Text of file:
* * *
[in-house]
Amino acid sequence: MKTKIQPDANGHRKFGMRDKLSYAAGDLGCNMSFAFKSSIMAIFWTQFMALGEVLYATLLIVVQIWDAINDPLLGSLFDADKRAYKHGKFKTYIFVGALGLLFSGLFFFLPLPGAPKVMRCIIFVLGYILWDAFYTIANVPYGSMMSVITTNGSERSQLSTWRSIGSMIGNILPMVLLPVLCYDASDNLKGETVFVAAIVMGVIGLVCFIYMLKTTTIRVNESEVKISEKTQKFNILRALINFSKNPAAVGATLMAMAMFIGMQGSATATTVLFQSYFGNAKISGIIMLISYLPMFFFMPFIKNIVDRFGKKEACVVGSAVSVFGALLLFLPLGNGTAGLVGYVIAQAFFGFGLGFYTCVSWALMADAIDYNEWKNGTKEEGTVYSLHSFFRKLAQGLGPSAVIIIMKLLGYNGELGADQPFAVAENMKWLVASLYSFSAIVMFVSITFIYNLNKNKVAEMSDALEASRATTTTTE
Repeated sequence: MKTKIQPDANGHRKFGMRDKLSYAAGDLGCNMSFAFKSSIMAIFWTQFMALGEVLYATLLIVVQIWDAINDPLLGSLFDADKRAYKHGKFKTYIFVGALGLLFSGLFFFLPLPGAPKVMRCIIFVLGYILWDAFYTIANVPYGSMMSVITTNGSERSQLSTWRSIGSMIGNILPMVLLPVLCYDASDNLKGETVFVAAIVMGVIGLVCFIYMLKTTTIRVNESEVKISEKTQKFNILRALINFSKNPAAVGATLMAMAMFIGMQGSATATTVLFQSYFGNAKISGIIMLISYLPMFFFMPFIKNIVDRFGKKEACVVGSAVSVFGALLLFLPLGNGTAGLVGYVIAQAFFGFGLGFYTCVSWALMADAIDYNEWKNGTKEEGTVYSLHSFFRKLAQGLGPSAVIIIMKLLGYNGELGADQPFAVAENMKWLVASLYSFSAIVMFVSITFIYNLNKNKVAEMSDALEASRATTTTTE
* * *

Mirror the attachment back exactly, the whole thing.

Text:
[in-house]
Amino acid sequence: MKTKIQPDANGHRKFGMRDKLSYAAGDLGCNMSFAFKSSIMAIFWTQFMALGEVLYATLLIVVQIWDAINDPLLGSLFDADKRAYKHGKFKTYIFVGALGLLFSGLFFFLPLPGAPKVMRCIIFVLGYILWDAFYTIANVPYGSMMSVITTNGSERSQLSTWRSIGSMIGNILPMVLLPVLCYDASDNLKGETVFVAAIVMGVIGLVCFIYMLKTTTIRVNESEVKISEKTQKFNILRALINFSKNPAAVGATLMAMAMFIGMQGSATATTVLFQSYFGNAKISGIIMLISYLPMFFFMPFIKNIVDRFGKKEACVVGSAVSVFGALLLFLPLGNGTAGLVGYVIAQAFFGFGLGFYTCVSWALMADAIDYNEWKNGTKEEGTVYSLHSFFRKLAQGLGPSAVIIIMKLLGYNGELGADQPFAVAENMKWLVASLYSFSAIVMFVSITFIYNLNKNKVAEMSDALEASRATTTTTE
Repeated sequence: MKTKIQPDANGHRKFGMRDKLSYAAGDLGCNMSFAFKSSIMAIFWTQFMALGEVLYATLLIVVQIWDAINDPLLGSLFDADKRAYKHGKFKTYIFVGALGLLFSGLFFFLPLPGAPKVMRCIIFVLGYILWDAFYTIANVPYGSMMSVITTNGSERSQLSTWRSIGSMIGNILPMVLLPVLCYDASDNLKGETVFVAAIVMGVIGLVCFIYMLKTTTIRVNESEVKISEKTQKFNILRALINFSKNPAAVGATLMAMAMFIGMQGSATATTVLFQSYFGNAKISGIIMLISYLPMFFFMPFIKNIVDRFGKKEACVVGSAVSVFGALLLFLPLGNGTAGLVGYVIAQAFFGFGLGFYTCVSWALMADAIDYNEWKNGTKEEGTVYSLHSFFRKLAQGLGPSAVIIIMKLLGYNGELGADQPFAVAENMKWLVASLYSFSAIVMFVSITFIYNLNKNKVAEMSDALEASRATTTTTE